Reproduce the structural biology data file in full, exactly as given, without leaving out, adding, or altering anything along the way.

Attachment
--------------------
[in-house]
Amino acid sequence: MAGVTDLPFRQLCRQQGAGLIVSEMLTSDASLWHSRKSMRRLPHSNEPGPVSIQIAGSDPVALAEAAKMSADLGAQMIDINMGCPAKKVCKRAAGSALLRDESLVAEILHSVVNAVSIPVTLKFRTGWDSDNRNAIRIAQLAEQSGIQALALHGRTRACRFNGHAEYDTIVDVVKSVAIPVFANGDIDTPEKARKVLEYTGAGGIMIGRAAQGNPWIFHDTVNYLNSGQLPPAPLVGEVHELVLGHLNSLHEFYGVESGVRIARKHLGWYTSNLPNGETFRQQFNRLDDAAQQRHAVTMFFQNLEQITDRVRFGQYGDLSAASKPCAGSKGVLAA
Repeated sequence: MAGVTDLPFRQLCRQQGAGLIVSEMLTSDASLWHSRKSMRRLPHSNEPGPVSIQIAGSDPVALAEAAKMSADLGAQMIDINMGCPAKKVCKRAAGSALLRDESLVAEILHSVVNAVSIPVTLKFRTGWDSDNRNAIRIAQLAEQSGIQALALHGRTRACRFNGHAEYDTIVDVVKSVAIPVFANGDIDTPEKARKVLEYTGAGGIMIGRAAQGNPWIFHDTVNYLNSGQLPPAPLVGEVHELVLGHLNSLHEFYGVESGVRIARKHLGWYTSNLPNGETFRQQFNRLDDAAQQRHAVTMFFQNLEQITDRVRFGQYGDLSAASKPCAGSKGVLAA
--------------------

[in-house]
Amino acid sequence: MAGVTDLPFRQLCRQQGAGLIVSEMLTSDASLWHSRKSMRRLPHSNEPGPVSIQIAGSDPVALAEAAKMSADLGAQMIDINMGCPAKKVCKRAAGSALLRDESLVAEILHSVVNAVSIPVTLKFRTGWDSDNRNAIRIAQLAEQSGIQALALHGRTRACRFNGHAEYDTIVDVVKSVAIPVFANGDIDTPEKARKVLEYTGAGGIMIGRAAQGNPWIFHDTVNYLNSGQLPPAPLVGEVHELVLGHLNSLHEFYGVESGVRIARKHLGWYTSNLPNGETFRQQFNRLDDAAQQRHAVTMFFQNLEQITDRVRFGQYGDLSAASKPCAGSKGVLAA
Repeated sequence: MAGVTDLPFRQLCRQQGAGLIVSEMLTSDASLWHSRKSMRRLPHSNEPGPVSIQIAGSDPVALAEAAKMSADLGAQMIDINMGCPAKKVCKRAAGSALLRDESLVAEILHSVVNAVSIPVTLKFRTGWDSDNRNAIRIAQLAEQSGIQALALHGRTRACRFNGHAEYDTIVDVVKSVAIPVFANGDIDTPEKARKVLEYTGAGGIMIGRAAQGNPWIFHDTVNYLNSGQLPPAPLVGEVHELVLGHLNSLHEFYGVESGVRIARKHLGWYTSNLPNGETFRQQFNRLDDAAQQRHAVTMFFQNLEQITDRVRFGQYGDLSAASKPCAGSKGVLAA